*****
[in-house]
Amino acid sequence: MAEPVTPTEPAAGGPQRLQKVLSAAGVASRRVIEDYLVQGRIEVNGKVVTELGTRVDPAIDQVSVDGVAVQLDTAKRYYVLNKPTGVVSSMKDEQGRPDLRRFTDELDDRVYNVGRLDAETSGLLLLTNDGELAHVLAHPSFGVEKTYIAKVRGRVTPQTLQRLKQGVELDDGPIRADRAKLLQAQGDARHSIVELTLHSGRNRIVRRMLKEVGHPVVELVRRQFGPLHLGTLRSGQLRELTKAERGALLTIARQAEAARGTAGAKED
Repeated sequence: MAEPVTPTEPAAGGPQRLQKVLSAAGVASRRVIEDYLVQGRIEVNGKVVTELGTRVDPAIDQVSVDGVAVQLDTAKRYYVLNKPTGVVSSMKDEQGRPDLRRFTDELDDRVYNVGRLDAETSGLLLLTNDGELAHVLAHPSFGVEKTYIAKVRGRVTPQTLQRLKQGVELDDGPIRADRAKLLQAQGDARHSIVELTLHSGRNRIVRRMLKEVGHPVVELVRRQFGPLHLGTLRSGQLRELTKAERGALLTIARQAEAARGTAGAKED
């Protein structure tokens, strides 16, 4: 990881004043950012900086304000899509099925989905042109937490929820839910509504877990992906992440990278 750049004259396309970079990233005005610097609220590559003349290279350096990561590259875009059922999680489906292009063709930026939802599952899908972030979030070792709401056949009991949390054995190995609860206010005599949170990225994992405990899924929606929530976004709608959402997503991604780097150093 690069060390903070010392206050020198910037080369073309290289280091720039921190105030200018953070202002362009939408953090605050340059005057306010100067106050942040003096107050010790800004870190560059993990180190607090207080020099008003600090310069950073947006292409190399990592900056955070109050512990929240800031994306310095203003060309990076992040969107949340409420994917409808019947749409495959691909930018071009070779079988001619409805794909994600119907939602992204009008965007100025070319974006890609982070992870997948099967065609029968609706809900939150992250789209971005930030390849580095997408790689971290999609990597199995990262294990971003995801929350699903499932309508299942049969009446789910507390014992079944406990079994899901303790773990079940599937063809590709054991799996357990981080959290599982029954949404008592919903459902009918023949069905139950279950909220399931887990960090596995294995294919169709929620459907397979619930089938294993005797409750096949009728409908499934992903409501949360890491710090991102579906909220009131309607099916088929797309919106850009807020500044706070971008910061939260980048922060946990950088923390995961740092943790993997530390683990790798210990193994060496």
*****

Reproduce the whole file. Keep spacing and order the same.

[in-house]
Amino acid sequence: MAEPVTPTEPAAGGPQRLQKVLSAAGVASRRVIEDYLVQGRIEVNGKVVTELGTRVDPAIDQVSVDGVAVQLDTAKRYYVLNKPTGVVSSMKDEQGRPDLRRFTDELDDRVYNVGRLDAETSGLLLLTNDGELAHVLAHPSFGVEKTYIAKVRGRVTPQTLQRLKQGVELDDGPIRADRAKLLQAQGDARHSIVELTLHSGRNRIVRRMLKEVGHPVVELVRRQFGPLHLGTLRSGQLRELTKAERGALLTIARQAEAARGTAGAKED
Repeated sequence: MAEPVTPTEPAAGGPQRLQKVLSAAGVASRRVIEDYLVQGRIEVNGKVVTELGTRVDPAIDQVSVDGVAVQLDTAKRYYVLNKPTGVVSSMKDEQGRPDLRRFTDELDDRVYNVGRLDAETSGLLLLTNDGELAHVLAHPSFGVEKTYIAKVRGRVTPQTLQRLKQGVELDDGPIRADRAKLLQAQGDARHSIVELTLHSGRNRIVRRMLKEVGHPVVELVRRQFGPLHLGTLRSGQLRELTKAERGALLTIARQAEAARGTAGAKED
């Protein structure tokens, strides 16, 4: 990881004043950012900086304000899509099925989905042109937490929820839910509504877990992906992440990278 750049004259396309970079990233005005610097609220590559003349290279350096990561590259875009059922999680489906292009063709930026939802599952899908972030979030070792709401056949009991949390054995190995609860206010005599949170990225994992405990899924929606929530976004709608959402997503991604780097150093 690069060390903070010392206050020198910037080369073309290289280091720039921190105030200018953070202002362009939408953090605050340059005057306010100067106050942040003096107050010790800004870190560059993990180190607090207080020099008003600090310069950073947006292409190399990592900056955070109050512990929240800031994306310095203003060309990076992040969107949340409420994917409808019947749409495959691909930018071009070779079988001619409805794909994600119907939602992204009008965007100025070319974006890609982070992870997948099967065609029968609706809900939150992250789209971005930030390849580095997408790689971290999609990597199995990262294990971003995801929350699903499932309508299942049969009446789910507390014992079944406990079994899901303790773990079940599937063809590709054991799996357990981080959290599982029954949404008592919903459902009918023949069905139950279950909220399931887990960090596995294995294919169709929620459907397979619930089938294993005797409750096949009728409908499934992903409501949360890491710090991102579906909220009131309607099916088929797309919106850009807020500044706070971008910061939260980048922060946990950088923390995961740092943790993997530390683990790798210990193994060496």